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100 Hundred Years Old This Year
by Nancy Mitchell - Mainstreeter - Summer 1995
In December 1888, after much petitioning the Carleton County Council by local residents, the Village of Archville was officially incorporated as Ottawa East. Residents argued that Archville was a separate and isolated corner of the huge Township of Nepean which then stretched from Bell's Corners to Hurdman's Bridge. The population of Archville had reached 800 residents, and with incorporation, the $600 then paid in taxes to the Township could be better used to improve local sidewalks, drains, streets and provide fire protection.
One of the first tasks of the new Ottawa East Council, headed by Reeve James Ballantyne local coal merchant and amateur photographer, was to build its own Town Hall. Council purchased land from the Robert Lee's estate at the corner of Main Street and Hawthorne Avenue and contracted student architect Henry F. Ballantyne, son of Thomas Ballantyne and nephew to James to design the building.
The first official Council meeting took place in the new premises on October 2, 1895 with Reeve Ballantyne presiding.
According to the Ottawa Evening Journal:
The Hall was formally opened on December 2, 1895 by an "At Home" with speeches, songs, recitations and musical selections reported at great length in the Evening Journal.
Since its inauguration, the Town Hall has been a key component
in the life and times of Ottawa East, housing everything from the Police
Commission to the Well Baby Clinic. Immediately after its opening, the
Hall was available for all kinds of soirees at the following rates:
In July 1899, the Ottawa East Brass Band was granted an application for the use of a room every Thursday for the purposes of practicing at a cost of $.35 per night - a practice that continued on into the 1990' s for those of you who happened to be at the Main Street Community Centre on Thursday nights. The Ottawa East Water Company, organized by James Ballantyne, Ira Bower, Ber-nard Slattery, Charles Francis Winter and William Andrew Dickenson Lees, was granted use of room in the south corner of the Hall for the year 1904 provided that the Town Hall property be exempted from water rates.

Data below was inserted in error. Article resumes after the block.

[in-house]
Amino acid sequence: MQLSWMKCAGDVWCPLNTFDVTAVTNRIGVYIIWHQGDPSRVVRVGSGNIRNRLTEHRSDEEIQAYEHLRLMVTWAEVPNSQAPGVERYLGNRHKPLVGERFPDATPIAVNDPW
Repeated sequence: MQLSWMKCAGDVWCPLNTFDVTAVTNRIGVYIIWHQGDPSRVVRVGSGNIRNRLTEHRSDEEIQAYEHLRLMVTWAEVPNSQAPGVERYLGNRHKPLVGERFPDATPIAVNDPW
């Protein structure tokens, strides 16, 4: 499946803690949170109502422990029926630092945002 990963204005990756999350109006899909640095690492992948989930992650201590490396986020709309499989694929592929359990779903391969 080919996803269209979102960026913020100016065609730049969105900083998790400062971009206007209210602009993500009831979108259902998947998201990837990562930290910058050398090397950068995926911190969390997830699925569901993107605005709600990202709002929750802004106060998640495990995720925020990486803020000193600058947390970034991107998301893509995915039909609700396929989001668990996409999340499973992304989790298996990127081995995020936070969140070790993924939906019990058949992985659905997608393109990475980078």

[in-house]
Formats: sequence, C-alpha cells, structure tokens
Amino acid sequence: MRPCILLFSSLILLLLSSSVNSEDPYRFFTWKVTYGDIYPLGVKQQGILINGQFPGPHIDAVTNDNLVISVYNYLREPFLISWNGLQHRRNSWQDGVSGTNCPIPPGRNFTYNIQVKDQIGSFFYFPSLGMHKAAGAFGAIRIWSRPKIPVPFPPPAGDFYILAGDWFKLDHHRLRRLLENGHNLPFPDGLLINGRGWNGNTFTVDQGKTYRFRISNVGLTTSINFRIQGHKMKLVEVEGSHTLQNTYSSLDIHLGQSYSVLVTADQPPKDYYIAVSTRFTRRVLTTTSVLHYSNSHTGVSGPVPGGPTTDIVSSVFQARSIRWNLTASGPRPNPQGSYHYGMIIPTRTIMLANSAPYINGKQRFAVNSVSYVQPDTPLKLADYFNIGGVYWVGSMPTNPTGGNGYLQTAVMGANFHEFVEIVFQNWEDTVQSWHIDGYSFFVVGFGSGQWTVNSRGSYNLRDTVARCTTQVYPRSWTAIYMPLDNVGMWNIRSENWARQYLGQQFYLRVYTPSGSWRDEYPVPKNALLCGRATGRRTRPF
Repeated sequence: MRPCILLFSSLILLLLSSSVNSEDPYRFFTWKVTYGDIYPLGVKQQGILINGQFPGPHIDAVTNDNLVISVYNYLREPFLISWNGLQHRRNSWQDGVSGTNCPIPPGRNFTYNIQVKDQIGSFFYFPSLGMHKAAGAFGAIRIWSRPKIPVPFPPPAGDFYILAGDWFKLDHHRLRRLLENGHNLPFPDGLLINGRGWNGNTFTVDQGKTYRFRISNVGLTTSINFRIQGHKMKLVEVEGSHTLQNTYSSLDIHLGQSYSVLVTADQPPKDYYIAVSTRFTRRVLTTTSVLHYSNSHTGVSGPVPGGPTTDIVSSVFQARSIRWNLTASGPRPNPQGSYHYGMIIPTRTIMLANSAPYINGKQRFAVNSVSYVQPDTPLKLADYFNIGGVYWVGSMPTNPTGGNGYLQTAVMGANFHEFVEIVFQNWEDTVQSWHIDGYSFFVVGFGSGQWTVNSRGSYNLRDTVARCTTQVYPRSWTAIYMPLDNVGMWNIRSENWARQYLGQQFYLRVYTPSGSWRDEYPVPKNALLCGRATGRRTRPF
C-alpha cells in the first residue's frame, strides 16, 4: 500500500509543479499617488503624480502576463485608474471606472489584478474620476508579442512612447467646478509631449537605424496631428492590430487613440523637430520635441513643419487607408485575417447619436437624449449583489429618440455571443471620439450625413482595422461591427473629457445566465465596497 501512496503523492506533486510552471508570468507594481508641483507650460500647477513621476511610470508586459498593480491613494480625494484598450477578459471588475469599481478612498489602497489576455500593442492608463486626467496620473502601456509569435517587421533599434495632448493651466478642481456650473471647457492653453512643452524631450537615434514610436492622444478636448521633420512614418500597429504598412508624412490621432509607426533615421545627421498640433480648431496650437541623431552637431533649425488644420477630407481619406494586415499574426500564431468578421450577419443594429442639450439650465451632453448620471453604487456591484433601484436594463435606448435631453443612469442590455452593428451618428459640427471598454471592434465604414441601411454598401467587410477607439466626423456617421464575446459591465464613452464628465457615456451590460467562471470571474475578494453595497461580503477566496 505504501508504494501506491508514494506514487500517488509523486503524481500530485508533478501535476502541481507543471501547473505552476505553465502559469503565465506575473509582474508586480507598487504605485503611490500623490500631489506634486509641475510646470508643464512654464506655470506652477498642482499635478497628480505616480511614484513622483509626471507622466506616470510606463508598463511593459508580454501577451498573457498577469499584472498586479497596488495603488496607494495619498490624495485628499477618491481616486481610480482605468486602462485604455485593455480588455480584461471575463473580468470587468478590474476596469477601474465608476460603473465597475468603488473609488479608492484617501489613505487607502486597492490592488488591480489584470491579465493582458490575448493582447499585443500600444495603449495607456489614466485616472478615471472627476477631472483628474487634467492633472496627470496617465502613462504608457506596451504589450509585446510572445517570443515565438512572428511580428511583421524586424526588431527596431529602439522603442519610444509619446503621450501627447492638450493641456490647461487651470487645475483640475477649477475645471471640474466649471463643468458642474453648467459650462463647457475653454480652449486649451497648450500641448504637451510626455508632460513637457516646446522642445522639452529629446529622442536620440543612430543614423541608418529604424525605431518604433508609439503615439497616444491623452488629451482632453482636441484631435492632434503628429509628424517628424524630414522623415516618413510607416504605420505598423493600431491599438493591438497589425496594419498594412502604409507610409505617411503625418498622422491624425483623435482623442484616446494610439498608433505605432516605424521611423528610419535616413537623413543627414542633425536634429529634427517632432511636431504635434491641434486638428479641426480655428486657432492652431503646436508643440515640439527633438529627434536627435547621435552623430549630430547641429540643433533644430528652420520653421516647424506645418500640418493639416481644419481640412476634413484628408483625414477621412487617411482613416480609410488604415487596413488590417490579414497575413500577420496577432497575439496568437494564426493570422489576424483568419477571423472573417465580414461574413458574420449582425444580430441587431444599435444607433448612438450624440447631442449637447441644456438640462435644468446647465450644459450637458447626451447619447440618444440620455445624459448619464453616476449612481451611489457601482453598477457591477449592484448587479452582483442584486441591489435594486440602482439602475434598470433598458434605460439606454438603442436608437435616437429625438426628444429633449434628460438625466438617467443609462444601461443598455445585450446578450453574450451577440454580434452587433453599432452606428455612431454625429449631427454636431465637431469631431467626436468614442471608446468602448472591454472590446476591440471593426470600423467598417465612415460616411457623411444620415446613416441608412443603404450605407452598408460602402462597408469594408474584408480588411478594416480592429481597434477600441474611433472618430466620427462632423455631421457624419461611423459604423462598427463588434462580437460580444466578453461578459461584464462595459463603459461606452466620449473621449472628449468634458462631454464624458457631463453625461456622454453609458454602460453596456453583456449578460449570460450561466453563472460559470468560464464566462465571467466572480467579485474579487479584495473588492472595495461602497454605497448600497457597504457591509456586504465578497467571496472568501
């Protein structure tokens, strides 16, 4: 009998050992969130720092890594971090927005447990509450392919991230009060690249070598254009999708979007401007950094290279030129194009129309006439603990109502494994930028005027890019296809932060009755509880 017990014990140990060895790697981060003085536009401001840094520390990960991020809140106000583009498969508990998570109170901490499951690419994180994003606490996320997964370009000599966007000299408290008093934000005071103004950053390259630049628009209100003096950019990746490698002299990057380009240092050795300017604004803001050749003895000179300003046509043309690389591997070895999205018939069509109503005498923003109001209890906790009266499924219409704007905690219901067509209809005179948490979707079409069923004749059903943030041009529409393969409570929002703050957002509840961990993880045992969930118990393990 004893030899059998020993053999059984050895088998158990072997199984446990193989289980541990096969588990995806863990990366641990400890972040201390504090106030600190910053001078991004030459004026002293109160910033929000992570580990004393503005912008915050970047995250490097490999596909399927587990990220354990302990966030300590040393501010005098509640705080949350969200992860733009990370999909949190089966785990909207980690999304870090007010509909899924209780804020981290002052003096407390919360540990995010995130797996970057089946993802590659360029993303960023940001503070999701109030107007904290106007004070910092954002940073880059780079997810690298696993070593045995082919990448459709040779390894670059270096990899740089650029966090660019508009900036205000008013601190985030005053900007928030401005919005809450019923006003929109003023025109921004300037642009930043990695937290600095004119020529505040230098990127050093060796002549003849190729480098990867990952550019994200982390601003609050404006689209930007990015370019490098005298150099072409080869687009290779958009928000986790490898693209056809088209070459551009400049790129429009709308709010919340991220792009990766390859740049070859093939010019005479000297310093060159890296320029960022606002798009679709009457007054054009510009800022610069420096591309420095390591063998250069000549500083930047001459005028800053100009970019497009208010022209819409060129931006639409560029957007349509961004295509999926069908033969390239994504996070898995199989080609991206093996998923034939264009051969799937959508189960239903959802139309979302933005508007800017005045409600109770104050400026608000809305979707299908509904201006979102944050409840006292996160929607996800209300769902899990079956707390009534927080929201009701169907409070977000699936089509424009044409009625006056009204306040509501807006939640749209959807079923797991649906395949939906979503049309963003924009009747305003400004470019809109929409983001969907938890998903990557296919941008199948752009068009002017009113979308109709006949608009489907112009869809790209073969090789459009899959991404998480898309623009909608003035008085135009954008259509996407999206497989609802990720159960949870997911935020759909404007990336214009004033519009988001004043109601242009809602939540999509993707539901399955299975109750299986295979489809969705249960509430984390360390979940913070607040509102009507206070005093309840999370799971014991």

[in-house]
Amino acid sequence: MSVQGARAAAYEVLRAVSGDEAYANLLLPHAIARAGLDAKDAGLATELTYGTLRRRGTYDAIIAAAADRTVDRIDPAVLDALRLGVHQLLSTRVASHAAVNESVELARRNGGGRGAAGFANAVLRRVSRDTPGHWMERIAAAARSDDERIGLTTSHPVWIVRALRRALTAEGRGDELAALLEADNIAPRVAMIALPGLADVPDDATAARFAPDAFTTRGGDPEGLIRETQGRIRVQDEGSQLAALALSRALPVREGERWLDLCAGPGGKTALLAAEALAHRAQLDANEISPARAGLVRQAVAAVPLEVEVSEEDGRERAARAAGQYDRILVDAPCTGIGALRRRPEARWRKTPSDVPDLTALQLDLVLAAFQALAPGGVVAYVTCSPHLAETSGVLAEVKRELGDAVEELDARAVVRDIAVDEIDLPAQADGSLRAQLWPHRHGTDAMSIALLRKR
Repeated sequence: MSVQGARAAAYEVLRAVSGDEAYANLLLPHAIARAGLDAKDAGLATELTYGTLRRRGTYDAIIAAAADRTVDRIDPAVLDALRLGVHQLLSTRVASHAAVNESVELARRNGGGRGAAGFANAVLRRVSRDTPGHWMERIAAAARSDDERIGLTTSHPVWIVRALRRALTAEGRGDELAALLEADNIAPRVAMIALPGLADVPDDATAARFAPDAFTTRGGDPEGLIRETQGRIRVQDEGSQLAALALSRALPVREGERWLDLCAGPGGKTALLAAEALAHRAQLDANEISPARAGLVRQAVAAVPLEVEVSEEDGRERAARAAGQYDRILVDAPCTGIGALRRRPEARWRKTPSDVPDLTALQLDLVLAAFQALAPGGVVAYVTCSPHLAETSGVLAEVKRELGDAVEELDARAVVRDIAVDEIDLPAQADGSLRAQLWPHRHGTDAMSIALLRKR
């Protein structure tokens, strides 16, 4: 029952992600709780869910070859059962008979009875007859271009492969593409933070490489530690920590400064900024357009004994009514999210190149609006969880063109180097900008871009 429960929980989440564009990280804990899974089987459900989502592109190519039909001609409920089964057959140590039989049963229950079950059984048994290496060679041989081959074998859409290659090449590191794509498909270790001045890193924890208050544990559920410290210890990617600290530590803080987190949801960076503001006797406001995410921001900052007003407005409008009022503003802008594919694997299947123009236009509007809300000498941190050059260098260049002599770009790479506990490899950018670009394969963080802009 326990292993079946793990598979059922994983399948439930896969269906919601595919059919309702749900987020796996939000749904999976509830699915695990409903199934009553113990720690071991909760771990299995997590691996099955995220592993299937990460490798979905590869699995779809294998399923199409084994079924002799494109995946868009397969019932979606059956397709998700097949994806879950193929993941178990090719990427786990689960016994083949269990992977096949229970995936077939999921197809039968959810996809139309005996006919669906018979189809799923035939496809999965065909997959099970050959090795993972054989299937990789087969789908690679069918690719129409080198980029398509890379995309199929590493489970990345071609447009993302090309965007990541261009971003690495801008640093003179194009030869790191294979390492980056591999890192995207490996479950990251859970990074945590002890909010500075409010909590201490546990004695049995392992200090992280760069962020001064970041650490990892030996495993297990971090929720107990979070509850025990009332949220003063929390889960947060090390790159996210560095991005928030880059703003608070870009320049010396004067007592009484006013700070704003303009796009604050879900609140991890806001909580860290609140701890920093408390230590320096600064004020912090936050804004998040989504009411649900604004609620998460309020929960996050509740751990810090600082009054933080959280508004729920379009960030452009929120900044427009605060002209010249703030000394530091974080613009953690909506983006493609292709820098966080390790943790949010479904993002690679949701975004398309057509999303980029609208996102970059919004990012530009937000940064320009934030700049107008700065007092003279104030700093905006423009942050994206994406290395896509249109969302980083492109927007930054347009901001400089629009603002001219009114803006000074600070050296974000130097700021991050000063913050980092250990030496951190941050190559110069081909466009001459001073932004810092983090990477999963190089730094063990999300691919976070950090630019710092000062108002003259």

In 1907, the Village of Ottawa East was annexed by the City of Ottawa so that its official function as a Town Hall was over. The Baptist Mission used the hall in 1908 and later that year so did the Ottawa Police Commission and the Pub-lic School Board to house a kindergar-ten class room.
From 1921 to 1923, the Town Hall was leased to the Separate School Board
to ease the space situation for French lan-guage students of the community.
The Separate School Board had been stalled in their search for additional
classrooms as a result of the infamous Regulation XVII which limited the
extent of French language instruction in provincial schools.
In 1925, Ottawa City Council briefly re-named the Old Town Hall, the "Rosedale Community Hall" at the request of the Ottawa East Municipal Association who had proposed that the community of Ottawa East, in its entirety, be named Rosedale. The concept of "Rosedale" only lasted a short while, however, and by 1933, it was back to the "Ottawa East Town Hall".
The building housed the Ottawa East Well Baby Clinic in the early 1950's
and continued to serve the community as a recreation centre for the next
30 years. In 1982, City Council designated the Old Town Hall a heritage
building and in 1986 ap-proved a budget for its renovation which was completed
and officially re-opened in September, 1988.
In December 1988, the residents of Ottawa East held another "At
Home" at the Town Hall to celebrate 100 years of the incorporation
of Ottawa East. Watch for the next "At Home" this summer to
pay homage to a grand old building and a symbol of Ottawa East.
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